Many teachers across Teach For All’s global network report being confronted with similar zero-sum concerns when it comes to their climate education plans—this reflects a key barrier to such work in schools. The concerns generally come from a place of well-meaning: fellow teachers and school leaders are protective of students’ learning time and want to ensure that they develop foundational skills, meeting curriculum requirements and established educational standards (which in many countries make no reference to climate change). At the same time, we see many examples from our network that demonstrate how offering quality climate education and fortifying students’ foundational learning is not a trade-off but rather a win-win: Climate education can enhance and reinforce core educational objectives as well as student motivation and 21st century skills, among many other benefits.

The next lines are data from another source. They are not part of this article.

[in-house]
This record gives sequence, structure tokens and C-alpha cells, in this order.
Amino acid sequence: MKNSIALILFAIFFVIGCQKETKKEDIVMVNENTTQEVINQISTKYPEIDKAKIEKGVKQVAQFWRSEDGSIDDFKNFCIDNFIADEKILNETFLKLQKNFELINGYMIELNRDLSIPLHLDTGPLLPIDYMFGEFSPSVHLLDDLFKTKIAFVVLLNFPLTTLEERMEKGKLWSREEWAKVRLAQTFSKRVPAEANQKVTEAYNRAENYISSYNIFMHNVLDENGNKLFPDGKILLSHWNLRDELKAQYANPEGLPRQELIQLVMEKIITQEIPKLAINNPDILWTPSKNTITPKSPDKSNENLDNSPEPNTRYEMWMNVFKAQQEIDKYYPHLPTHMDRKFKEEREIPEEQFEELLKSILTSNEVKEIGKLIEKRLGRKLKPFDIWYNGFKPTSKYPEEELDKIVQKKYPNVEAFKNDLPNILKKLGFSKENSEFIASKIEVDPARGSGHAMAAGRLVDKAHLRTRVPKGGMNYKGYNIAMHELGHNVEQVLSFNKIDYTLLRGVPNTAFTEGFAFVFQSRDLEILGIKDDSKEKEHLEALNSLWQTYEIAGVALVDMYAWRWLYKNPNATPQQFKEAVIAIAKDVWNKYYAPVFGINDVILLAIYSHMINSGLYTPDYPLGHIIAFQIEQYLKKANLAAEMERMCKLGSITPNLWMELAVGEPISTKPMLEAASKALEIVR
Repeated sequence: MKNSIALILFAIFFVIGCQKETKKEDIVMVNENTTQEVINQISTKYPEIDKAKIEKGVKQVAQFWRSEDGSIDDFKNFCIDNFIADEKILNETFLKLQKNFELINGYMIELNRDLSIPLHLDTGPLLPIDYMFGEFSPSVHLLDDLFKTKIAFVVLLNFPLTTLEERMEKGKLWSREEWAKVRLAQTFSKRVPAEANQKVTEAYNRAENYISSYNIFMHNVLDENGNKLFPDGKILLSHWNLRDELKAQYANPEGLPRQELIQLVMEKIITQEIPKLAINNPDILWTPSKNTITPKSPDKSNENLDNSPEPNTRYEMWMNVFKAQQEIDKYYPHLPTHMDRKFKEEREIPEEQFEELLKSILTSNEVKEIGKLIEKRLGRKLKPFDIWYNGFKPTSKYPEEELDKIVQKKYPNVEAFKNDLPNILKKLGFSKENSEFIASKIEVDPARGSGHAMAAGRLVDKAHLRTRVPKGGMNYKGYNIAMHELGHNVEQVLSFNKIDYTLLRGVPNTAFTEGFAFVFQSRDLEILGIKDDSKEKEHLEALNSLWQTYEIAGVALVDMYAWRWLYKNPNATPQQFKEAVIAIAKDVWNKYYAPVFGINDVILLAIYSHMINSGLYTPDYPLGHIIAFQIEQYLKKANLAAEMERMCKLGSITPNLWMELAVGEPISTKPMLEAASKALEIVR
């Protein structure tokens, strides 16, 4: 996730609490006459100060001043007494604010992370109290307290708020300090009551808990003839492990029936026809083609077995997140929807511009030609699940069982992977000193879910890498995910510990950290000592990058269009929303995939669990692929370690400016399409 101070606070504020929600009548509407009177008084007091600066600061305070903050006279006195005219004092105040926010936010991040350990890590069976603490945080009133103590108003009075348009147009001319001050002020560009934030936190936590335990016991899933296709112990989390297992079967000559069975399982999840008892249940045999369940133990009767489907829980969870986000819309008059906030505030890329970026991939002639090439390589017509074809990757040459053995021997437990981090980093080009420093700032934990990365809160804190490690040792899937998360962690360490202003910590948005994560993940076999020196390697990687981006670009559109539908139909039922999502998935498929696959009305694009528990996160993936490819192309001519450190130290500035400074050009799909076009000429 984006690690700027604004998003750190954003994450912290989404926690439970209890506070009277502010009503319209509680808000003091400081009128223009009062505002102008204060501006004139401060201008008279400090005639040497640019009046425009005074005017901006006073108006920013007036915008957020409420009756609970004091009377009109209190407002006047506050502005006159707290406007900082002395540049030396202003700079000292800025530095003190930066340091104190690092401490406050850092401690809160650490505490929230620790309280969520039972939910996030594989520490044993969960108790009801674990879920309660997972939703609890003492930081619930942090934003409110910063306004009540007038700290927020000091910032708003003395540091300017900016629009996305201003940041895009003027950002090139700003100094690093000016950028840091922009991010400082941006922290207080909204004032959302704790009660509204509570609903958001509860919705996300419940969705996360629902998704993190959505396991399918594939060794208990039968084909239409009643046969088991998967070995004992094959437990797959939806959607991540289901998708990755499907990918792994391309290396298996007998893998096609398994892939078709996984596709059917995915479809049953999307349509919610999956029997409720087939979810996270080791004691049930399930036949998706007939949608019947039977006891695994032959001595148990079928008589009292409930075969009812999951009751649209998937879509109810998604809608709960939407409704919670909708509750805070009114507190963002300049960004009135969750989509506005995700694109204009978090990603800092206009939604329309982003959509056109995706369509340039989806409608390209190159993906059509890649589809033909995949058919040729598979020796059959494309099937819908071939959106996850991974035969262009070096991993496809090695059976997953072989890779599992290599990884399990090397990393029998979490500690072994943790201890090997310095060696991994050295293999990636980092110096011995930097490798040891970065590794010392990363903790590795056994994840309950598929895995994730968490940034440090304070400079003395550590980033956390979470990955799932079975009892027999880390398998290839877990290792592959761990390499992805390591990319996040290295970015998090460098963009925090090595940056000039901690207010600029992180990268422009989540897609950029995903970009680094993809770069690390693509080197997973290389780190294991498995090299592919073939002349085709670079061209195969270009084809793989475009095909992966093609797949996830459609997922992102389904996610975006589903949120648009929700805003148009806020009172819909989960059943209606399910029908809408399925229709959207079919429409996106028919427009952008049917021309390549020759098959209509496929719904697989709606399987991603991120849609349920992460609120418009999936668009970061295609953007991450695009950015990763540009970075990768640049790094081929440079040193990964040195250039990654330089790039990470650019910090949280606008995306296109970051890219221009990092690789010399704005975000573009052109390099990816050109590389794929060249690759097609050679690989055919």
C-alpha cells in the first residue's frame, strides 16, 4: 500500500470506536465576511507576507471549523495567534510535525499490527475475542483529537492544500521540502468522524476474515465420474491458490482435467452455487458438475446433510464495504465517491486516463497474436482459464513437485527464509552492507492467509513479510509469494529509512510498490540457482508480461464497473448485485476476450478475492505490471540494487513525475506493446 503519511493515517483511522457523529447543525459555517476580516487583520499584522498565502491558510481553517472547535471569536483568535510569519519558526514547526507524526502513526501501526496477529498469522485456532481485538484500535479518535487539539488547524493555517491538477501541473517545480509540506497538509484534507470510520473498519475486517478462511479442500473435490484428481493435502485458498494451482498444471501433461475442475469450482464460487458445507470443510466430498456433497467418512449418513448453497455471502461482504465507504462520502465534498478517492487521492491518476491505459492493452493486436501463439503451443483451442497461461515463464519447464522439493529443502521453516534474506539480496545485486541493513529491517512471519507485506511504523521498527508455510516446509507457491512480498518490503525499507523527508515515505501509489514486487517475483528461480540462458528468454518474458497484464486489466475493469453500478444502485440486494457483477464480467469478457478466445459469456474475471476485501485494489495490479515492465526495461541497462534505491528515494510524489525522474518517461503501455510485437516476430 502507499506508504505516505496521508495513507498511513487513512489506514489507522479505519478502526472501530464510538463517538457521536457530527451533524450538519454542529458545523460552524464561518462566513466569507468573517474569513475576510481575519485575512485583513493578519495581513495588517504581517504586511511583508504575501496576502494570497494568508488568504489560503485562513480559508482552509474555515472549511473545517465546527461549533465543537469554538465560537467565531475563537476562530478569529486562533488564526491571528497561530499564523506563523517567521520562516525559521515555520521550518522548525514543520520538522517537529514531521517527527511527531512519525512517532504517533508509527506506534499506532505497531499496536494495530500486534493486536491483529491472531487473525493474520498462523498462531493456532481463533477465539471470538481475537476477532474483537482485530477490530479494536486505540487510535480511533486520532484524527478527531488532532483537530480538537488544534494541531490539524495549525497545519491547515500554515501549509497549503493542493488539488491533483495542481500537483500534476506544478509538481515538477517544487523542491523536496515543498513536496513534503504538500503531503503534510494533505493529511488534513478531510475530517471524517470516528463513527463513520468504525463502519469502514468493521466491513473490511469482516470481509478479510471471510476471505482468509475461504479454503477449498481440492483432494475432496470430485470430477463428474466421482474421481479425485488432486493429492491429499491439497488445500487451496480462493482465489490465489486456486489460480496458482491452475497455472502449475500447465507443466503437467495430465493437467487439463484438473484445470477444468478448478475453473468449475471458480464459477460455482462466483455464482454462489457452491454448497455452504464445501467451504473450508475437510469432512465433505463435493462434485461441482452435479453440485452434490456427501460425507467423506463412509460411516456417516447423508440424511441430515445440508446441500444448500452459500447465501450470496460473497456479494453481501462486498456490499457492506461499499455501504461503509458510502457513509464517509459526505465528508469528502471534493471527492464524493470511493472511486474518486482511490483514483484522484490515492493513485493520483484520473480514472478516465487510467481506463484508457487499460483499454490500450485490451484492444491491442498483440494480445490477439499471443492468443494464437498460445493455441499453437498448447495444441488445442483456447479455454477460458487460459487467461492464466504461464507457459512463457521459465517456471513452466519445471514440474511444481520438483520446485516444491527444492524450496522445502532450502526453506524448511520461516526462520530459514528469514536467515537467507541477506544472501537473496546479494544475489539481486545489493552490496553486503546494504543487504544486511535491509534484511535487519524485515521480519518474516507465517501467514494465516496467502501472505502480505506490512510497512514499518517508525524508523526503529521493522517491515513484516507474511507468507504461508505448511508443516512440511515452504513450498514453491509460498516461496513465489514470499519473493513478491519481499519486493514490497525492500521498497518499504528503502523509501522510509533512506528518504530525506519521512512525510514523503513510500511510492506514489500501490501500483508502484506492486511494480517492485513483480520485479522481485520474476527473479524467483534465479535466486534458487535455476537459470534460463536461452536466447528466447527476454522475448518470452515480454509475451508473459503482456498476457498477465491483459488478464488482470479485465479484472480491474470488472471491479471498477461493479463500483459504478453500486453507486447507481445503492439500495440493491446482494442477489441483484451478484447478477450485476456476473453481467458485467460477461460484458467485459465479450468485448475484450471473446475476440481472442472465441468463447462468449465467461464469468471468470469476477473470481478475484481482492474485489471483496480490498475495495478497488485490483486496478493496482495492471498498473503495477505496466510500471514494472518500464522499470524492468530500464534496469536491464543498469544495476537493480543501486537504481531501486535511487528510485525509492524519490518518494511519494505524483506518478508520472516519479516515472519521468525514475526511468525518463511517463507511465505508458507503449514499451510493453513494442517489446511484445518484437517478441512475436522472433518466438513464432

Experiences from across the Teach For All network

In July 2022, we held a Teach For All Climate Education Community call on the topic of Addressing the zero-sum mindset about climate education. Teachers of several network partners in countries across the globe shared examples of how such a mindset is a key barrier to their climate education work and how the premises of that mindset are debunked once people witness the impacts of engaging students in climate education. Since this initial conversation starter, teachers continued sharing their examples.

Three central insights emerged from the experiences shared by teachers from across the network: